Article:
blade runner rachael sean young

‘Blade Runner 2049,’ directed by Denis Villeneuve and with dizzying cinematography by Roger Deakins, is, without argument, a visual stunner from start to finish. If you’ve seen the film (SPOILERS AHEAD IF NOT), you’ll remember that one of the most amazing effects to pull off was bringing back Sean Young’s Rachael from the original 1982 film.

Oscar-winning visual effects supervisor John Nelson, who worked on Rachael’s two-minute cameo in ‘2049’ for a year, gave a recent interview and revealed some of his magic tricks. Nelson said:

“Digital humans are sort of like the holy grail — they’re really hard. I knew it would be one of the hardest things I’ve done in my career. We had many challenges in this movie but this one was definitely the hardest one we did.”

rachael blade runner 2049

Loren Peta was cast as Rachael reincarnate, and was put in full makeup and hair to be shot alongside Harrison Ford during the film’s production. Sean Young was on the set that day as an advisor, and her son also worked on the film as a production assistant (talk about intimidating). Nelson explained:

“It was all very secret — this was our seriously-can’t-talk-about-it thing. (The character’s code name, even amongst the crew, was “Rita.”) Peta had dots on her face so that everything from the neck up could be replaced and rebuilt with CG.”

The crew played close attention to the original ‘Blade Runner,’ as it was essential to capture Sean Young’s mannerisms. Nelson talked about the challenge, saying:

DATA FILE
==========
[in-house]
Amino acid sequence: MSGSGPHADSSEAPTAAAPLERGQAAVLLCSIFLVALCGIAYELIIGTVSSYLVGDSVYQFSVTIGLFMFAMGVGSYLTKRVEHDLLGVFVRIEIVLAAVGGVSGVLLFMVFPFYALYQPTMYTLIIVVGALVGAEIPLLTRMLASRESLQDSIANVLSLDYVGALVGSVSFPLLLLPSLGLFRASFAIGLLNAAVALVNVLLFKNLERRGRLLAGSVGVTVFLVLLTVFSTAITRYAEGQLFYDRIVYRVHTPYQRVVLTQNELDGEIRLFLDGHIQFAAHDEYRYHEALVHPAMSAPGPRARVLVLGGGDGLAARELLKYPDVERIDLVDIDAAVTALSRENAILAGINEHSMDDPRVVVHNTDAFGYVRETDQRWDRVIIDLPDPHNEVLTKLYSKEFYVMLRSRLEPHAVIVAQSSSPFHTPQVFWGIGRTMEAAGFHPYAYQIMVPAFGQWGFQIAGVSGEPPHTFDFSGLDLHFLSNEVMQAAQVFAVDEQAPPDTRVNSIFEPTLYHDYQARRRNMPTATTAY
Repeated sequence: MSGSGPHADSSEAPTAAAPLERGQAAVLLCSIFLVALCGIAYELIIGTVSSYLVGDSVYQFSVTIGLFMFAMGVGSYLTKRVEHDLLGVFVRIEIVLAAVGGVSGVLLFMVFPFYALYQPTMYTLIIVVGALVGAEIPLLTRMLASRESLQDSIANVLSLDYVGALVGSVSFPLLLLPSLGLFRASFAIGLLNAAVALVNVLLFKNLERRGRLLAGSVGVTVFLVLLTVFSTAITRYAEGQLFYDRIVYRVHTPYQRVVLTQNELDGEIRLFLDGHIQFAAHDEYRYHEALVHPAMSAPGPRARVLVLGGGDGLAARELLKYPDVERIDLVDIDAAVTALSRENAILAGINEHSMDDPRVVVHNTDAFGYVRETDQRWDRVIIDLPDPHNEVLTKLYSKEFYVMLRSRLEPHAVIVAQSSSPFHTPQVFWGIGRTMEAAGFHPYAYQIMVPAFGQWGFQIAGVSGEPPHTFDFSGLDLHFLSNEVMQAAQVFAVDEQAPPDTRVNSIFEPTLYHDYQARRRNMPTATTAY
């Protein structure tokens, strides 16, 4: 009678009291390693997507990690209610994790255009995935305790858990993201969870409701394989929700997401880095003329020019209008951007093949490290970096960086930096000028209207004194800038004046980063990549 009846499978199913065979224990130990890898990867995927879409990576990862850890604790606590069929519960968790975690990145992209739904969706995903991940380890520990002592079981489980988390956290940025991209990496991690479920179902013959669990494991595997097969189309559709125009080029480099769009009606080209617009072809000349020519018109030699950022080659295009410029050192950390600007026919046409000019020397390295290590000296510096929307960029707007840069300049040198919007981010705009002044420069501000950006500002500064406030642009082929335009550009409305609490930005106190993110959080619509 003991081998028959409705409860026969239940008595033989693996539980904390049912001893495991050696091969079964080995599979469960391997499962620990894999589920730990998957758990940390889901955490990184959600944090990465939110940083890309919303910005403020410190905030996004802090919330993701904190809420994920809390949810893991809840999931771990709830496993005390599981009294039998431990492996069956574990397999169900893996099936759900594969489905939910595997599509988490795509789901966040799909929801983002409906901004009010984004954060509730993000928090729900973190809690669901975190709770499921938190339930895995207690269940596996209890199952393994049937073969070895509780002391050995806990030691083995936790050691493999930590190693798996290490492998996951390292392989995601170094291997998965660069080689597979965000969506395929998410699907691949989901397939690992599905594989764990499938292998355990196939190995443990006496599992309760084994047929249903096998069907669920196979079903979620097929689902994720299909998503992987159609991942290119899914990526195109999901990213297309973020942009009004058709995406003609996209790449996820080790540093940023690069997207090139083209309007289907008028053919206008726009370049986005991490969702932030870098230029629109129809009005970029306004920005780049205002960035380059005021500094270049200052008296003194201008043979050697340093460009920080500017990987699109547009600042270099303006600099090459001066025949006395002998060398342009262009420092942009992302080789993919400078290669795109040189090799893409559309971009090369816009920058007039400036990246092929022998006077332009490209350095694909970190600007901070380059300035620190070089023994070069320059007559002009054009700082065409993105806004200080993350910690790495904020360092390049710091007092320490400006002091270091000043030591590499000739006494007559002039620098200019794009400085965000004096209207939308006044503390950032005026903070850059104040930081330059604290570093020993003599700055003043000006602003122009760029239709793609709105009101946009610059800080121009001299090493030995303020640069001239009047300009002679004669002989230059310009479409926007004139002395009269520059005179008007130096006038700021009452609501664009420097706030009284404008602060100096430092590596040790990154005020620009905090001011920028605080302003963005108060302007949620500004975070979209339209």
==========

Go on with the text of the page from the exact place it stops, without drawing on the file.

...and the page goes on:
“I never thought I would learn so much about makeup but I did. It’s one thing to make a digital double look real, it’s another to make them perform and act.”

One of the things Nelson was particularly happy with is something most of us probably would never notice. He explained:

 “I’m really proud of those flyaway hairs. Digital hair is really beautiful but sometimes it can be too perfect. So we made flyaway hair the way it would in real life.”

During one particular “super secret” Saturday in Budapest, Sean Young and Loren Peta were put in a facial motion-capture rig and filmed, with both women saying Rachael’s dialogue from the film. This process helped the animators later on in the complicated human-building process. Says Nelson of the visual effects company MPC that worked on building Rachael’s face from model to skeleton to human:

“Only a couple of places could do it.”

Is this the way of the future for casting movies? Not quite. As spectacular the results are, Nelson assures us that real-life actors don’t need to worry about being replaced by replicants. He said:

“Doing digital human work is so incredibly hard. To do these shots took an amazing amount of time. I think real actors are safe for a long while.”